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Wednesday, August 5, 2020 | History

2 edition of Effects of slope roughness on wave run-up on composite slopes found in the catalog.

Effects of slope roughness on wave run-up on composite slopes

Jerry L. Machemehl

Effects of slope roughness on wave run-up on composite slopes

by Jerry L. Machemehl

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  • 39 Currently reading

Published by Texas A & M University, Sea Grant Program in [College Station] .
Written in English

    Subjects:
  • Ocean waves.,
  • Waves.

  • Edition Notes

    StatementJerry L. Machemhl and John B. Herbich.
    SeriesSea Grant publication / Texas A & M University -- TAMU-SG-70-222., Coastal and Ocean Engineering Division report -- no. 129., TAMU-SG -- no. 70-222., COE report -- no. 129.
    ContributionsHerbich, John B., Texas A & M University. Office of the Sea Grant Program., Texas A & M University. Coastal and Ocean Engineering Division.
    The Physical Object
    Paginationxi, 243 leaves :
    Number of Pages243
    ID Numbers
    Open LibraryOL16111097M

    Wave Run-Up On Roughened And Permeable Slopes by Rudolph P. Savage, Serial Information: Transactions of the American Society of Civil Engineers, , Vol. , Issue 1, Pg. Document Type: Journal Paper Abstract: Laboratory tests determining run-up on various beach slopes as result of wave action are described; curves relating run-up to wave steepness, slope roughness, and slope. D. A. Peiris and Wijetunge J. J., “Effect of relative water depth and foreshore slope on wave run-up on smooth slopes,” in Proc. Peradeniya University Research Sessions, Peradeniya, Sri Lanka,Vol. 8, , p.

      It increases with channel slope. Even at low slopes (S ∼) the predicted flow depth required to transport bed load in a river with typical flow resistance is about twice the depth required in a river with only the base level of resistance, and at slopes of ∼ the ratio is almost 5. In even steeper channels bed movement is restricted. Factors That Control Slope Stability Mass wasting happens because tectonic processes have created uplift. Erosion, driven by gravity, is the inevitable response to that uplift, and various types of erosion, including mass wasting, have created slopes in the uplifted regions.

    TAW, Technical Report Wave Run-up and Wave Overtopping at Dikes. TAW, Technical Advisory Committee on Flood Defences. Author: J. W. van der Meer. EAK, Ansätze für die Bemessung von Küstenschutzwerken. Chapter 4 in Die Küste, Archive for Research and Technology on the North Sea and Baltic Coast. Empfehlungen für Küstenschutzwerke. spacing is similar to the size of the tunnel or slope being analyzed, and where the failure processes are clearly anisotropic. The Hoek–Brown criterion is a strength criterion — not a constitutive relation. Scale effects are difficult to assess, particularly for large rock slopes.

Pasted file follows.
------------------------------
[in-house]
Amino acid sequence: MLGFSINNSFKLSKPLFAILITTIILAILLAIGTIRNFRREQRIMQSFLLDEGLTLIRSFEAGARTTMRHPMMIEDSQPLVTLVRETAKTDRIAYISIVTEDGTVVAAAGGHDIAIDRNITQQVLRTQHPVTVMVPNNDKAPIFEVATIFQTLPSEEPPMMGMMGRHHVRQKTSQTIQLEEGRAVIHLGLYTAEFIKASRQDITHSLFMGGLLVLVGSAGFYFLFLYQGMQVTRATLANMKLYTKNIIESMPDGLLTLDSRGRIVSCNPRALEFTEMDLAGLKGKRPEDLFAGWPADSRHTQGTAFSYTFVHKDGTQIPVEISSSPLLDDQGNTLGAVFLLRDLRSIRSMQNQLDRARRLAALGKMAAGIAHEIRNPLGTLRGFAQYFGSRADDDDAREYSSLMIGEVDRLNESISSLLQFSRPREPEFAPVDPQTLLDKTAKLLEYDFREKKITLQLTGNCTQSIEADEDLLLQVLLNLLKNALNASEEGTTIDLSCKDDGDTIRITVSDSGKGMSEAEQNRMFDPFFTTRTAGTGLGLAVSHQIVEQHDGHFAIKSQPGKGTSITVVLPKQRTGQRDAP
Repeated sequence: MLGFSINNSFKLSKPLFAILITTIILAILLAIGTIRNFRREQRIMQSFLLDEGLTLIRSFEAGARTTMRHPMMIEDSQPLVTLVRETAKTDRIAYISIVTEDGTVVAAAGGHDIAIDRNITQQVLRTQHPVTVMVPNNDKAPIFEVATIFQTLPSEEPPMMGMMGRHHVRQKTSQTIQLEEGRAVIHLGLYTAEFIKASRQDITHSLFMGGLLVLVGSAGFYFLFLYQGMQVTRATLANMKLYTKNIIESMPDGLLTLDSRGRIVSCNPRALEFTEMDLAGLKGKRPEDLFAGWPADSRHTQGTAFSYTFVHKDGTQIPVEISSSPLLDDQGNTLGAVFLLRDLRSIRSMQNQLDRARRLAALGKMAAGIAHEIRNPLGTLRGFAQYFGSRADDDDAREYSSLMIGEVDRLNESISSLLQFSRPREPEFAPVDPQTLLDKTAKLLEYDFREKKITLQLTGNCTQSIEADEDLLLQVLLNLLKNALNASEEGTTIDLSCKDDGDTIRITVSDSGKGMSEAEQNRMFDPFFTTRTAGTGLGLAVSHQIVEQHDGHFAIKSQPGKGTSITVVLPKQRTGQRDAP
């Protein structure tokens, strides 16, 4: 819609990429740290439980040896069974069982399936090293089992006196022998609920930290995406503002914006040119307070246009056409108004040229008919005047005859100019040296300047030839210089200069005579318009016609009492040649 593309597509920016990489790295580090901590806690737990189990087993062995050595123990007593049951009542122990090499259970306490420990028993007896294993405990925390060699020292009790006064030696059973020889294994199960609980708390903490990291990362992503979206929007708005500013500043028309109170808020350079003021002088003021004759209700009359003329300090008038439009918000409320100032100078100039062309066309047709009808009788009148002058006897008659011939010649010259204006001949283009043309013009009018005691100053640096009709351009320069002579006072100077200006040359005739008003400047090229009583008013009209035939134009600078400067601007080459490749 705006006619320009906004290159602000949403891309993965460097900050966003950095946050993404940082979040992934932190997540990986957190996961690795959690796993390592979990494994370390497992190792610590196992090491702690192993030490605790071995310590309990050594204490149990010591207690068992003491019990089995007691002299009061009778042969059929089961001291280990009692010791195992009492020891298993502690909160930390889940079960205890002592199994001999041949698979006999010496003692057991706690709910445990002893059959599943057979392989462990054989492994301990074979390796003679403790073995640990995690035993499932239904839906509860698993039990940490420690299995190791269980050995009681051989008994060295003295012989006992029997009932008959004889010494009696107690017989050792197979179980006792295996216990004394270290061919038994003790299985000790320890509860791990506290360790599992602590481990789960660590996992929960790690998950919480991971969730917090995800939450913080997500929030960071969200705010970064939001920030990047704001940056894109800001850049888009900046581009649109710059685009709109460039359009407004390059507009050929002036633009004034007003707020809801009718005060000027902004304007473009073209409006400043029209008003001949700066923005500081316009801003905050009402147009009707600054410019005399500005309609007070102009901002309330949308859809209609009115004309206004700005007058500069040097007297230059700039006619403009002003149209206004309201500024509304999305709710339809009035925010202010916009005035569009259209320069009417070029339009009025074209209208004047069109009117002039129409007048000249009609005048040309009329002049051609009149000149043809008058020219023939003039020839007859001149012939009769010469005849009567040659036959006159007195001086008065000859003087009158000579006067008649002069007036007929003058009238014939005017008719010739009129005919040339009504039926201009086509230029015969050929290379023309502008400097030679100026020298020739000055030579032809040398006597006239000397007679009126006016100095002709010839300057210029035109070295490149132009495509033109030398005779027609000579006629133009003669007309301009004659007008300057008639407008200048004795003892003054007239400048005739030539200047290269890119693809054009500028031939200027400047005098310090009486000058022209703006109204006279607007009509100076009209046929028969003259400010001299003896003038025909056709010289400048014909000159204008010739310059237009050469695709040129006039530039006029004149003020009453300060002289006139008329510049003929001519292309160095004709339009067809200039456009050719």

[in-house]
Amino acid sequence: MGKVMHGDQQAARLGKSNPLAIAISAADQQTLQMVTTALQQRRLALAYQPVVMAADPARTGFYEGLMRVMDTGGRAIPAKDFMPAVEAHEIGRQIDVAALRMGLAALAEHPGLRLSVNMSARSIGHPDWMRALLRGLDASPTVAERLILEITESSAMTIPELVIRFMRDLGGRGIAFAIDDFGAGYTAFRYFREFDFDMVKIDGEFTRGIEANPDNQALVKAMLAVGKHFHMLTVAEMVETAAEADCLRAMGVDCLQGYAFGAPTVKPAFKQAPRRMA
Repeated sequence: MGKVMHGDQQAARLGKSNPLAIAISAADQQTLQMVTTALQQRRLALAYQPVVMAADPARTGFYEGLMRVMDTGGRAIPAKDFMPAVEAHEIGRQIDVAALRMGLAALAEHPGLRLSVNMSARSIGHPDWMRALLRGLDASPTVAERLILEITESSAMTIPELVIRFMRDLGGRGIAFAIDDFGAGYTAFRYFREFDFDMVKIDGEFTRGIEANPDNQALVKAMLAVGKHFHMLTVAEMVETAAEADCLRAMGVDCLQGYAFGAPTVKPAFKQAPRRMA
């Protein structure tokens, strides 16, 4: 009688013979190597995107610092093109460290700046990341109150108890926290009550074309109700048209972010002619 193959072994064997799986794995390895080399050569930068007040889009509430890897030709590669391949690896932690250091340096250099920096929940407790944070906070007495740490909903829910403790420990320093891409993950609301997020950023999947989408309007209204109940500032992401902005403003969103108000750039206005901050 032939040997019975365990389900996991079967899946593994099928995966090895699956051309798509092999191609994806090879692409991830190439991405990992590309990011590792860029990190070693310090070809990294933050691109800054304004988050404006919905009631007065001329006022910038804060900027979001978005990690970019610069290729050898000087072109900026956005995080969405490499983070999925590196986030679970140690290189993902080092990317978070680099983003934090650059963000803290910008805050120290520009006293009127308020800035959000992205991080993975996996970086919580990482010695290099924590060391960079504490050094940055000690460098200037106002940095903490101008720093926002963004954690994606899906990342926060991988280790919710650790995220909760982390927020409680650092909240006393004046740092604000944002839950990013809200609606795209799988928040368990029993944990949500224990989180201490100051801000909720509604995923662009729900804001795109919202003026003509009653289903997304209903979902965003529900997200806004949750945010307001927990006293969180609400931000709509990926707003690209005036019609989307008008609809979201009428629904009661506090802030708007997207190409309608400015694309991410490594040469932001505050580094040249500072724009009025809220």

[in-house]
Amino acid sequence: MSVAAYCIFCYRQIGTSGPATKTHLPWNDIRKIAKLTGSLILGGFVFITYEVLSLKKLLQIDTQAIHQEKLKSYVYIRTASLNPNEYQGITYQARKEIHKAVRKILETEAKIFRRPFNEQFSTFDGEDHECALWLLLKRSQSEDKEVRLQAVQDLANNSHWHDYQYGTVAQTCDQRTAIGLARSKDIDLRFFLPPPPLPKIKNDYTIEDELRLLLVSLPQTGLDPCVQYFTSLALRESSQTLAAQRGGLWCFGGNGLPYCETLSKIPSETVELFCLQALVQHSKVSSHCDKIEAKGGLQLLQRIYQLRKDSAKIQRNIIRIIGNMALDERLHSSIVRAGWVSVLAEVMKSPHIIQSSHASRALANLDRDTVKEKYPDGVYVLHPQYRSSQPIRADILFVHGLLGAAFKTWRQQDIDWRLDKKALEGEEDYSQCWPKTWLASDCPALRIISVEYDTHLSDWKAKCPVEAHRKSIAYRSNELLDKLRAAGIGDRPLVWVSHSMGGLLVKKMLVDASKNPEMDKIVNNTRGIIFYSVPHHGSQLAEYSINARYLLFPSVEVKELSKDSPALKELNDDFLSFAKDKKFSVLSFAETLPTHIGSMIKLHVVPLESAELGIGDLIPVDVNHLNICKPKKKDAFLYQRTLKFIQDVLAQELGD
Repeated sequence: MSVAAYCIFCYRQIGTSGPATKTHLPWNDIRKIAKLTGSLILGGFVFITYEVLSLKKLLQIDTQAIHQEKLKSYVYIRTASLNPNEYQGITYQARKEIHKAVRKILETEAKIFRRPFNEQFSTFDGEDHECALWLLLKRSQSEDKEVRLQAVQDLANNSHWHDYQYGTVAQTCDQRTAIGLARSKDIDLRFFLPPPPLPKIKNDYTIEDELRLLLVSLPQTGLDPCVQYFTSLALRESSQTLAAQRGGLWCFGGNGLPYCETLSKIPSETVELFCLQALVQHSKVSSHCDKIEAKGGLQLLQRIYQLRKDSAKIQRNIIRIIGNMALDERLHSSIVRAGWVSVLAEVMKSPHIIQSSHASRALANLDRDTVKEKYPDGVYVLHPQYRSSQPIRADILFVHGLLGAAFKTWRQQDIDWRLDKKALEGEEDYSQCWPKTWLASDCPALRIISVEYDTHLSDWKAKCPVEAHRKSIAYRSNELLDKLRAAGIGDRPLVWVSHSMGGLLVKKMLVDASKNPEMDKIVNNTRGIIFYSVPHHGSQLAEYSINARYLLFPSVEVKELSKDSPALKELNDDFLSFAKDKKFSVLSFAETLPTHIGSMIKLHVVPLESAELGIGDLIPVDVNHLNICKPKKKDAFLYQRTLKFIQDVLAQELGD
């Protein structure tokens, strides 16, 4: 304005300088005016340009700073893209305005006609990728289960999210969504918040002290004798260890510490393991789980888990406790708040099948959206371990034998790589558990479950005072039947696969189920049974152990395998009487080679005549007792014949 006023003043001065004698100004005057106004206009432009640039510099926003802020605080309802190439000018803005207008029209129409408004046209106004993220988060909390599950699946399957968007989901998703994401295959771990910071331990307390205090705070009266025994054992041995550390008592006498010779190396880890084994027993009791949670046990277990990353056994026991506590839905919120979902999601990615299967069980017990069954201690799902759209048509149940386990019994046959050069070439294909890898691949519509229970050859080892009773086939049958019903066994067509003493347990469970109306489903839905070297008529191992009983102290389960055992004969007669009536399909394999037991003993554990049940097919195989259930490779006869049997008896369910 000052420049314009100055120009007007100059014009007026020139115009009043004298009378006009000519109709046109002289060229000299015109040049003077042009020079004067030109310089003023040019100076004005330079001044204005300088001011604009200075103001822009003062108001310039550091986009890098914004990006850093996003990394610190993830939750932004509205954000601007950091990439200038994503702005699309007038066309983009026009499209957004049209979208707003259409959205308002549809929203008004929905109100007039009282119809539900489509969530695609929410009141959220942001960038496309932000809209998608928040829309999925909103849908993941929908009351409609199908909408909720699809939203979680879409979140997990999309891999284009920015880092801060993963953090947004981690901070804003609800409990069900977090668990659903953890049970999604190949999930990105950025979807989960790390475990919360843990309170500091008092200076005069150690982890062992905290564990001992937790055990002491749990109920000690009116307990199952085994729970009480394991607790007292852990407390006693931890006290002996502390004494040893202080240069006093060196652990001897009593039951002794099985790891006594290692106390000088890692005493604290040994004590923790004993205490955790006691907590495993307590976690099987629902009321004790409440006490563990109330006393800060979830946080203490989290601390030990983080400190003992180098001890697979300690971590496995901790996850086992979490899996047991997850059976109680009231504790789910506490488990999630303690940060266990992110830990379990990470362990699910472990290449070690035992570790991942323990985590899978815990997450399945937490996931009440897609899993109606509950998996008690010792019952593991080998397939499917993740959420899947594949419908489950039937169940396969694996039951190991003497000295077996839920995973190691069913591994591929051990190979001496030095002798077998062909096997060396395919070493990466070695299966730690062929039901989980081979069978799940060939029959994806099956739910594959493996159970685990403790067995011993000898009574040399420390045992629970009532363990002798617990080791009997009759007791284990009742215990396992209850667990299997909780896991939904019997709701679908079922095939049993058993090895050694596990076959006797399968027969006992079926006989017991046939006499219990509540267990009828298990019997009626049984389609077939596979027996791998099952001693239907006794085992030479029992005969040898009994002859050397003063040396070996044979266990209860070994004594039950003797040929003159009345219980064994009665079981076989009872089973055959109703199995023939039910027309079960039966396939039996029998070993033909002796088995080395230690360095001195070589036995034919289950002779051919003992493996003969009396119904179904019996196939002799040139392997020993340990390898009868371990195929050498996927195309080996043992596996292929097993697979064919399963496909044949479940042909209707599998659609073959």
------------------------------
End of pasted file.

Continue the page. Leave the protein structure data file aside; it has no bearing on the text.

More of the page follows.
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Effects of slope roughness on wave run-up on composite slopes by Jerry L. Machemehl Download PDF EPUB FB2

A comprehensive study of the wave run-up phenomena on single and composite slopes was conducted in order to determine the effects of slope roughness on regular and irregular wave run-up on composite sections, to determine the effects of slope roughness on the velocity distribution in the uprush zone, to investigate the energy loss in the uprush Cited by: 3.

AbstractImpulse wave trains are generated by subaerial landslides, rockfalls, or avalanches impacting a water body. Especially in engineered reservoirs, the run-up. Hannover, Germany, is conducted to study parameters of the long wave run-up on a plane beach. The main purpose of current series is to investigate the influence of the slope roughness on the wave run-up.

Run-up height, dissipation of wave energy, and the force acting on individual roughness elements are analysed. INTRODUCTION. This paper analyses wave reflection from composite slopes by means of an extensive database, which includes smooth and rock (permeable and impermeable core) slopes and slopes.

Roughness influence factor γ f = 1 − c 0 R c / (H m 0 ξ m − 1,0) with c 0 = for protruding blocks on the straight slopes and composite slope slopes with a berm; c 0 = for open blocks on the straight slope and c 0 = for open blocks on the slopes with a by: 3.

Therefore, guidance is given first on the use of wave run-up and wave overtopping formulae for simple slopes, excluding the effects of composite slopes, direction of wave attack, roughness, wave walls, etc.

Then, formulae are presented to include these. A series of laboratory experiments on the wave run-up on smooth slopes and sandbag slopes were conducted in a regular-wave flume, leading to the finding of empirical parameters for the formula. The shape of the expression to account for the reducing effect of a roughness as proposed by Chen et al.